High pressure will build over the region today through Sunday and move offshore Sunday night. A pair of low pressure systems will impact the area next week.
NEAR TERM /THROUGH TONIGHT/... Low pressure is now well offshore, and nearly all clouds have cleared out of the area. Northerly flow in the wake of the systems is advecting cold and very dry air into the area, with temperatures mainly in the 20s and dewpoints crashing into the single digits. With the lack of moisture at low levels and subsidence at mid-upper levels immediately behind the departing trough axis, 100 percent sunshine is expected today. It will feel chilly, with temperatures only climbing into the upper 30s and a north wind of around 10-15 mph through the morning. Winds will gradually weaken through the afternoon, before going either light out of the WSW or calm overnight tonight. Conditions will be ideal for radiational cooling at locations that ultimately do go calm, with clear skies and low dewpoints in place. Lows tonight will be in the teens for most outlying areas, with 20s in the immediate urban areas.
SHORT TERM /SATURDAY THROUGH SUNDAY NIGHT/... Northwesterly flow aloft will persist this weekend. At lower levels, high pressure will continue to build in on Saturday and remain in control on Sunday. Winds will be light all weekend, and will switch around to southerly Sunday afternoon as the area of high pressure progresses offshore. Dry conditions and sunny skies are expected both days, with highs in the low 50s on Saturday and mid-upper 50s on Sunday. High clouds may begin to work back in Sunday Night, but conditions should remain dry.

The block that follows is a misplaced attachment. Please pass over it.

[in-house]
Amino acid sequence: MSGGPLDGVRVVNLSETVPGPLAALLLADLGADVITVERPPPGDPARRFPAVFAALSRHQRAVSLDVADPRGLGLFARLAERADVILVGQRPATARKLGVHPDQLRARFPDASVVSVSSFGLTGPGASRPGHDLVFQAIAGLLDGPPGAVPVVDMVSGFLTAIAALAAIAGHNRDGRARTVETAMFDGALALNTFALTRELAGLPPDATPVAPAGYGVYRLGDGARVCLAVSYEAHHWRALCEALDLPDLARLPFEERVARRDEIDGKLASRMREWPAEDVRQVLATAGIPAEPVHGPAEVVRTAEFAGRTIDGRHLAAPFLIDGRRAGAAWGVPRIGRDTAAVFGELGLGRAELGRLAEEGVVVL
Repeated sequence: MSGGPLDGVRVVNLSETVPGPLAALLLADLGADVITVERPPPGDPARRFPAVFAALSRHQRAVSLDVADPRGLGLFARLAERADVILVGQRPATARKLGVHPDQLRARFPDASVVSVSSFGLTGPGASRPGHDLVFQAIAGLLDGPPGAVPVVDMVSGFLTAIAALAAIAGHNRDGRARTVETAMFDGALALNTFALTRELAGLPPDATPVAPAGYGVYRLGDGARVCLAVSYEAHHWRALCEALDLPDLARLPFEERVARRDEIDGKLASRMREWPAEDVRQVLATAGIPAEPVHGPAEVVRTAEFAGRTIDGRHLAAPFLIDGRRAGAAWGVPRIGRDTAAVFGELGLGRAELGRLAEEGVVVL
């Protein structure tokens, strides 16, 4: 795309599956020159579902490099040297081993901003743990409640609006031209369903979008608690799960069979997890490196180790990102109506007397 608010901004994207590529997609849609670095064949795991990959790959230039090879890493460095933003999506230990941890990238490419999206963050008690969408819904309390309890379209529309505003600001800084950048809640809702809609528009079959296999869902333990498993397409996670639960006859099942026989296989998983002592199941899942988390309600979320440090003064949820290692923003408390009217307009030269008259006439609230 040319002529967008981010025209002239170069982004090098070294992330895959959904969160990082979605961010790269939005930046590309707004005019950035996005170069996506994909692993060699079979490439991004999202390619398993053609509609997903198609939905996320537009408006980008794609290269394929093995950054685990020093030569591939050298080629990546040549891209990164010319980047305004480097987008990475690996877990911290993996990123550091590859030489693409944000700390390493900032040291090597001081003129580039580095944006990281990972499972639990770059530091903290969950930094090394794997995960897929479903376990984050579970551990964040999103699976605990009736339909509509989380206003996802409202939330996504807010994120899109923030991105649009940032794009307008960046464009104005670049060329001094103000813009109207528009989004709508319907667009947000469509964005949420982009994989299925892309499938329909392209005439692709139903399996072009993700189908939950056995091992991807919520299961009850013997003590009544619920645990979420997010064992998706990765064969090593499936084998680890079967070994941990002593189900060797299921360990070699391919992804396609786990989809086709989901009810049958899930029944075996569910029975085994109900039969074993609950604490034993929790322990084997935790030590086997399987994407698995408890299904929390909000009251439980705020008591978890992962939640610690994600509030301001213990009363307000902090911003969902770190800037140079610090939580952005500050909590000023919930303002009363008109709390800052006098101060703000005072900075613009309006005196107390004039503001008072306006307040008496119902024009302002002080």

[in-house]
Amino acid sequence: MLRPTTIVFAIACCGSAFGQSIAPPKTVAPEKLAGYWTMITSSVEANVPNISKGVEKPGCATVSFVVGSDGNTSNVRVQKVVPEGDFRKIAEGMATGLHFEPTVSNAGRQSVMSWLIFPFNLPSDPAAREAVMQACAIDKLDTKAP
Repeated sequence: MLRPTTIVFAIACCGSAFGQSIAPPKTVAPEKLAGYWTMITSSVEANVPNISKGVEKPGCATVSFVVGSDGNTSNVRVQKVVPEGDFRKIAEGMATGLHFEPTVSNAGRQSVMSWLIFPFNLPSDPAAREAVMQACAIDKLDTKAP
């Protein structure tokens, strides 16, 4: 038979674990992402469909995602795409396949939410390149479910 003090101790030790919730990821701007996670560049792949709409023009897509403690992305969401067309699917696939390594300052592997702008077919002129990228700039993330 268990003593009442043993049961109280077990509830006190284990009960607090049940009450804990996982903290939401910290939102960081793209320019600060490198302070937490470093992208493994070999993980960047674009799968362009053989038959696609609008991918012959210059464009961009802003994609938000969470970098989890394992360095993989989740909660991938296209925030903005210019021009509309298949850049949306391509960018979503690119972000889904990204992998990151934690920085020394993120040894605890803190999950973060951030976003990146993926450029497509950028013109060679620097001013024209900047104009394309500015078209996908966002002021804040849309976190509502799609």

LONG TERM /MONDAY THROUGH THURSDAY/... A southern stream disturbance and associated sfc low pressure will move from the mid MS valley Mon night to the upper OH valley Tue afternoon before system weakening and redeveloping off of the Delmarva late Tue night. Rain is likely Mon-Mon night due to overrunning with precip becoming more showery and spotty on Tue as mid-level dry slot moves in and area gets into the warm sector.
A second srn stream disturbance may merge/phase or interact with a northern stream system Wed-Thu. Models respond by developing a more robust sfc system that tracks generally west of the Appalachians Wed to the Northeast Thu. Depending on the exact track and strength of this system, it has the potential to bring a variety of hazards from t-storms in the warm sector to accumulating snows to the mountains and strong winds in the post-frontal environment. Modified Arctic air will follow behind this system for the second half of next week with temps averaging 10-15F below normal for late February. Thu Feb 27 will be BWI's last chance to see a trace of snow or more during the month of February. There will be potential for some snow squalls in the strengthening NW flow Thu-Thu night.